Knowledge and Attitudes About Male Circumcision for HIV-1 Prevention among Heterosexual HIV-1 Serodiscordant Partnerships in Kampala, Uganda

Infectious Diseases Institute, College of Health Sciences, Makerere University, Kampala, Uganda.
AIDS and Behavior (Impact Factor: 3.49). 04/2010; 14(5):1190-7. DOI: 10.1007/s10461-010-9696-x
Source: PubMed


Male circumcision for HIV-1 prevention will require high uptake among at-risk populations. 318 HIV-1 serodiscordant couples in Kampala, Uganda [155 (48.7%) with HIV-1 uninfected male partners] were interviewed about male circumcision for HIV-1 prevention. 77.1% of men and 89.6% of women were aware that circumcision reduces men's risk for HIV-1 acquisition. Almost all understood the partial protective efficacy of circumcision for HIV-1 acquisition and lack of reduced HIV-1 transmission from circumcising HIV-1 infected men. Among couples with uncircumcised HIV-1 negative men (n = 92), 53.3% of men and 88.1% of female partners expressed interest in male circumcision. Previous discussion within the couple about circumcision for HIV-1 prevention was significantly associated with interest in the procedure. HIV-1 serodiscordant couples in Uganda demonstrated a high level of understanding of the partial protective effect of male circumcision for HIV-1 prevention, but only half of HIV-1 uninfected uncircumcised men expressed interest in the procedure.

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    ABSTRACT: Most new HIV infections in sub-Saharan Africa now occur in married and cohabiting couples, many of whom do not realize that only one of them may be infected with HIV. HIV-negative individuals living in stable HIV-discordant partnerships (in which one partner is HIV-infected while the other one is not) are twice as likely to get infected with HIV as those living in concordant HIV-negative relationships. Since HIV transmission occurs mainly from HIV-infected persons who are unaware of their status, a combination of interventions including behavioral and biomedical interventions is urgently needed to increase knowledge of HIV status as well as reduce the risk of HIV transmission within married and cohabiting couples. Behavioral interventions include promotion of couples' counseling, testing and disclosure; condom promotion as well as alcohol risk-reduction, while biomedical interventions include provision of antiretroviral treatment to the HIV-infected partner, medical male circumcision and treatment of sexually transmitted infections. Since no single intervention can turn around the current HIV tide in married and cohabiting couples, we argue for the inclusion of these interventions in a combination prevention package for married and cohabiting HIV-discordant couples in sub-Saharan Africa.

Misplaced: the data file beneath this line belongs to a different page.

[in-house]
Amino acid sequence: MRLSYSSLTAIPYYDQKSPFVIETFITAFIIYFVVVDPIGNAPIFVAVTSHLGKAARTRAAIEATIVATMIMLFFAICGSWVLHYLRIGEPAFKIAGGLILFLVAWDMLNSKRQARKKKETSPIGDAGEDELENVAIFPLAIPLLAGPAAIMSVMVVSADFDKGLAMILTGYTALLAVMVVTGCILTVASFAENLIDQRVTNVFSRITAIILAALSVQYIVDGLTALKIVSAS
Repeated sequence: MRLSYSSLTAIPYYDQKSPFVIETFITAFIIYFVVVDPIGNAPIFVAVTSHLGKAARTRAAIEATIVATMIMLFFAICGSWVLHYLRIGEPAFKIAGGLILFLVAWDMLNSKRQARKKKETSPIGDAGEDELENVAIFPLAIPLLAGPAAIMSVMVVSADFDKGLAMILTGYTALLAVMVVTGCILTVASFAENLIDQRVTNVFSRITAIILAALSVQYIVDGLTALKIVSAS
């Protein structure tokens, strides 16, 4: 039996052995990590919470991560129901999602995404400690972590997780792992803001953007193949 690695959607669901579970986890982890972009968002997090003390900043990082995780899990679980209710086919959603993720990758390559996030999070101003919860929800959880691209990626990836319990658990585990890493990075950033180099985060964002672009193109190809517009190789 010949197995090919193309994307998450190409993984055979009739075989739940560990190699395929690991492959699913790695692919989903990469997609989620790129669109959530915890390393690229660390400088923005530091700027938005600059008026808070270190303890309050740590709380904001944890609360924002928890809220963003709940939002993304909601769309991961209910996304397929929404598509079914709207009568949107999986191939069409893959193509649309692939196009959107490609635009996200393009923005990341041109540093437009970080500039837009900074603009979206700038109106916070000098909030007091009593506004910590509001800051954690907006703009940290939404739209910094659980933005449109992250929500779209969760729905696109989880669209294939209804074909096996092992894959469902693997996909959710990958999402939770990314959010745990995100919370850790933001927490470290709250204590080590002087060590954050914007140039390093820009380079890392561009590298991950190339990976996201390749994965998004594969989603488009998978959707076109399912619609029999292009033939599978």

No preview · Article · Jul 2010 · Current HIV research